Juliek is a Polish prisoner and violinist, who befriends Elie in the concentration camp and laments that the Nazis prohibit him from playing Beethoven. In chapter six, the Jewish prisoners arrive at the Gleiwitz camp after marching through the treacherous snow all night and crowd into a packed barrack, which is full of dead bodies. During the frightening experience, Elie hears Juliek among the crowd as he expresses his concerns that his delicate violin will break from the weight of the prisoners. Elie then loses consciousness, and when he awakes, he hears Juliek playing Beethoven in the dark barrack among the dead bodies. Elie writes,
"He was playing a fragment of a Beethoven concerto. Never before had I heard such a beautiful sound...All I could hear was the violin, and it was as if Juliek's soul had become his bow. He was playing his life. His whole being was gliding over the strings. His unfulfilled hopes. His charred past, his extinguished future. He played that which he would never play again" (Wiesel, 120).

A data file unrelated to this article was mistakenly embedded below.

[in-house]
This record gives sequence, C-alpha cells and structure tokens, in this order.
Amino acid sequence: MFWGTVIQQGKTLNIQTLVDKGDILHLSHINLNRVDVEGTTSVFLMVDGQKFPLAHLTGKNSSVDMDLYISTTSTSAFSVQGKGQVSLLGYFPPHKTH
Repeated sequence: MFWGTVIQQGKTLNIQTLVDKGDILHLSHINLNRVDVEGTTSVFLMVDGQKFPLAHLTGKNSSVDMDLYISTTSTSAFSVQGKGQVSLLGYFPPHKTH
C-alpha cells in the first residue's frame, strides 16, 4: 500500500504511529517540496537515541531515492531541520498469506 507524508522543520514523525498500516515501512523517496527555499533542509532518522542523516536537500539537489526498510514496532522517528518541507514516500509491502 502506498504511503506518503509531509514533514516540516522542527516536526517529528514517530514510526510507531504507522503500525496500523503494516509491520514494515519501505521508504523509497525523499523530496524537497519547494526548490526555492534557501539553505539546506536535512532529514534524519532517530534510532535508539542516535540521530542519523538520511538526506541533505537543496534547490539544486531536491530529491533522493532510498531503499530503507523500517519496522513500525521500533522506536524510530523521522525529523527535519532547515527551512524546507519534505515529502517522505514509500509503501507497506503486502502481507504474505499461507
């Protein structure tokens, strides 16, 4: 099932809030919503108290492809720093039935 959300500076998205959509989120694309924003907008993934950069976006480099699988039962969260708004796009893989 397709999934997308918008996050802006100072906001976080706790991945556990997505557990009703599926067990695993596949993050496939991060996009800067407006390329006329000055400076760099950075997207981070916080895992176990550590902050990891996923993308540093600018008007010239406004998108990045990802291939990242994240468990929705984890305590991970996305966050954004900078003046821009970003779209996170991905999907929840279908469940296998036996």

After examining the significance of Juliek's violin, one could argue that the delicate instrument symbolically represents civility, the indomitable human spirit, and the beauty of art, which will not be suppressed. In the middle of a horrific, dreadful environment, Juliek's violin brings peace to the chaotic, miserable atmosphere. When Juliek plays his violin, it is an expression of his soul, which has not been destroyed by the Holocaust. The fact that Juliek can make beautiful music during such a trying time reveals the indomitable human spirit and the fact that the arts will never be fully censored or suppressed.